The prevalence of harmful content on Facebook and Instagram remained “relatively consistent” during the first three months of this year, the platforms’ parent company Meta said, as it published its latest community standards enforcement report.
According to the figures, there was an increase in the amount of spam and violence and incitement content removed from Facebook, while a rise in the amount of drug content being removed from Instagram was reported.
But Meta said the prevalence of harmful content had decreased slightly in some areas, including bullying and harassment content, because of the improvements and enhancements to the company’s proactive detection technology.
The report said there had also been a slight increase in the prevalence of adult nudity and sexual activity content on Facebook compared with the last three months of 2021, which it says was due to “an increase in spam actors sharing large volumes of videos containing nudity that violated our policy”.
Meta said it removed more than 1.6 billion fake accounts during the first three months of 2022, a slight decrease on the 1.7 billion it removed in the final three months of 2021.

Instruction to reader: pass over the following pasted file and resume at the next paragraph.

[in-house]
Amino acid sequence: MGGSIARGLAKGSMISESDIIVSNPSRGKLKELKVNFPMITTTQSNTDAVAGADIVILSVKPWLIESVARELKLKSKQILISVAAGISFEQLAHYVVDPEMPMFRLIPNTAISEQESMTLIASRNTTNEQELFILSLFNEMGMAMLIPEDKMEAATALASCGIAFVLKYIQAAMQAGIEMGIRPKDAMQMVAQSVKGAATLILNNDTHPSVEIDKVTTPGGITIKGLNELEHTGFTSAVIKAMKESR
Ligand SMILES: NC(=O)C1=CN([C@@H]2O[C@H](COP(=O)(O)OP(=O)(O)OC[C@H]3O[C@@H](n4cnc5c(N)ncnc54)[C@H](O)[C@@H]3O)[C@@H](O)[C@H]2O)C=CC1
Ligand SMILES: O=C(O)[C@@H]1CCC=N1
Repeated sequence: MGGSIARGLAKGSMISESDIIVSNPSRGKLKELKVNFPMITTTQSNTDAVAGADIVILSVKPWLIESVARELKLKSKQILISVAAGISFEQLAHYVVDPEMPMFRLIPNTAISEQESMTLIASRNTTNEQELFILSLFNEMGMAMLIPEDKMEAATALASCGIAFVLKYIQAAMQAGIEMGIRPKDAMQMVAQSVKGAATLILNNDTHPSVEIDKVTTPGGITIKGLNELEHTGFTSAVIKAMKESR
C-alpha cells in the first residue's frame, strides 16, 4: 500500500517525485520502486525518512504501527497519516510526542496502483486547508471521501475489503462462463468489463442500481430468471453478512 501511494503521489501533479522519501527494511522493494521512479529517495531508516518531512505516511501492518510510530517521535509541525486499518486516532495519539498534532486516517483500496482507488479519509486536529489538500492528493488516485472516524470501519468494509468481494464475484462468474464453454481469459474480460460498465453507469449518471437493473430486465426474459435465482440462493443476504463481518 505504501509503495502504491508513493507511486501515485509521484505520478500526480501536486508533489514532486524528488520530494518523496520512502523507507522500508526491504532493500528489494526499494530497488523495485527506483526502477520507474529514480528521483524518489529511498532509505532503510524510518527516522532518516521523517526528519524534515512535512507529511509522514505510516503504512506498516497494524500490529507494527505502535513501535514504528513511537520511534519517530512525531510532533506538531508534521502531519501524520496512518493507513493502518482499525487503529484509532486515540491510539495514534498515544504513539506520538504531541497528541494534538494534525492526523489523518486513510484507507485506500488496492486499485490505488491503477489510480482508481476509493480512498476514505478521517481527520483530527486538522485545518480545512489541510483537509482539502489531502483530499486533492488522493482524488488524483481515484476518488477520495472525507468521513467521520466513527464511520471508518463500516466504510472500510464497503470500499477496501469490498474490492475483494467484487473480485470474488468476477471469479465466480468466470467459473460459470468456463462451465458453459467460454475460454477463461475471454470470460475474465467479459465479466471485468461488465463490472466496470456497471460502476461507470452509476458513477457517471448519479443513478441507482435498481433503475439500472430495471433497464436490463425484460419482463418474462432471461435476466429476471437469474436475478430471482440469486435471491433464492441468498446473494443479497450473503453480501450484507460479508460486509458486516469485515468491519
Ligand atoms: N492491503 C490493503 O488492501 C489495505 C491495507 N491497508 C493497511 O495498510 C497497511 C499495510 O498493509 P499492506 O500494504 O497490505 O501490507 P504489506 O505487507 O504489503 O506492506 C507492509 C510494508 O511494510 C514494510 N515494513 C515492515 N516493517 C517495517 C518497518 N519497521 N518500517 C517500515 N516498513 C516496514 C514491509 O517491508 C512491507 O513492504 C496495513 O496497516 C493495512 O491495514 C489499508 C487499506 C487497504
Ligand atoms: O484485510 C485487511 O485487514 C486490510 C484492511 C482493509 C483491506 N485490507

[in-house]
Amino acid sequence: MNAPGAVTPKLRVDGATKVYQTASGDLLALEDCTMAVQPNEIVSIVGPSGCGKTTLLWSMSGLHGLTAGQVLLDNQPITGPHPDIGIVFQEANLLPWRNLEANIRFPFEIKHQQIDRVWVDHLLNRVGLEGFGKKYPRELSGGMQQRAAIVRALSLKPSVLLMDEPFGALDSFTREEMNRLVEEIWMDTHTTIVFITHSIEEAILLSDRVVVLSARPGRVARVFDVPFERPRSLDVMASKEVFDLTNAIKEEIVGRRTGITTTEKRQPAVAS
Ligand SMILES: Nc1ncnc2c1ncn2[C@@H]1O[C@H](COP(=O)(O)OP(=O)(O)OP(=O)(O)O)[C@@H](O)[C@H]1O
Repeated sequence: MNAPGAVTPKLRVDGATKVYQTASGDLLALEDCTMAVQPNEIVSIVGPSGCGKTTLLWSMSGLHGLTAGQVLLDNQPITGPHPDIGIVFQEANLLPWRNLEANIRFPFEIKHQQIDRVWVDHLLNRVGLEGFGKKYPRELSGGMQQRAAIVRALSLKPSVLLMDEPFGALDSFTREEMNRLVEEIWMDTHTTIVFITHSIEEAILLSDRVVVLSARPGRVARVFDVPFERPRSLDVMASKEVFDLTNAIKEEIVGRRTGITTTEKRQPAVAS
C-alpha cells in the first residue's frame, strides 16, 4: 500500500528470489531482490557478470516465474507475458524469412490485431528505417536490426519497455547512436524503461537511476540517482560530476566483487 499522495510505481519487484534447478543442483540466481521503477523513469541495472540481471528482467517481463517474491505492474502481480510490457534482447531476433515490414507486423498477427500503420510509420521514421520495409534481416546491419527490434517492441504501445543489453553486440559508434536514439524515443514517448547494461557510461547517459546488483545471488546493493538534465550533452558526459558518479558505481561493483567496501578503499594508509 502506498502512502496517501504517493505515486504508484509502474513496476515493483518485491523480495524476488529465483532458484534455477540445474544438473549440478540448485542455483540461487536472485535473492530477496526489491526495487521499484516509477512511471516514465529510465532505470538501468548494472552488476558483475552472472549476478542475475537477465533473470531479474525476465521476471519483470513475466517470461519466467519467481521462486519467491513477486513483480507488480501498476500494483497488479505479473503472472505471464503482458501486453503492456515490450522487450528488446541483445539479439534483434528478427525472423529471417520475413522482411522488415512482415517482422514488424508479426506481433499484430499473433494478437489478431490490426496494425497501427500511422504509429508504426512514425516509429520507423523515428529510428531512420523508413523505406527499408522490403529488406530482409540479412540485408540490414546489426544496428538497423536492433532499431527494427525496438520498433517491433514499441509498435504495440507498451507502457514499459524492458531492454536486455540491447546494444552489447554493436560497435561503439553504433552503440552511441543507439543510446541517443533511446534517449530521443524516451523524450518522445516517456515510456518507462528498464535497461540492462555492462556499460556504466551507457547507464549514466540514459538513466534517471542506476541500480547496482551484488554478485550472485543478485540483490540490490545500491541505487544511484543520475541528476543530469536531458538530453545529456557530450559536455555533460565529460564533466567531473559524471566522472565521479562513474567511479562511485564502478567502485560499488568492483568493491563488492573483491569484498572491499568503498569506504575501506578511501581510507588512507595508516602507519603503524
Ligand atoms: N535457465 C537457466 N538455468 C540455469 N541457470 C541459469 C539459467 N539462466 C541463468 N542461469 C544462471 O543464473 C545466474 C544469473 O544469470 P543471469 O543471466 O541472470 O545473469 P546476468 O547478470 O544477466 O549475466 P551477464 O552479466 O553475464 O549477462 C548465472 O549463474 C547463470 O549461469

The amount of terrorism and organised hate content actioned on Facebook also increased compared with the previous quarter – with more than 2.5 million pieces of organised hate and 16.1 million pieces of terrorist content taken down in the first three months of this year.
“Over the years we’ve invested in building technology to improve how we can detect violating content,” Meta vice president of integrity, Guy Rosen, said.
“With this progress we’ve known that we’ll make mistakes, so it’s been equally important along the way to also invest in refining our policies, our enforcement and the tools we give to users.”
Mr Rosen also said the company was ready to refine policies as needed when new content regulations for the tech sector are introduced.
The UK’s Online Safety Bill is currently making its way through Parliament and would introduce strict new content rules around online harms for platforms such as Facebook and Instagram, while the EU is also working on its own regulation, with a similar approach expected in the United States in the future too.
“As new regulations continue to roll out around the globe, we are focused on the obligations they create for us,” Mr Rosen said.
“So we are adding and refining processes and oversight across many areas of our work. This will enable us to make continued progress on social issues while also meeting our regulatory obligations more effectively.”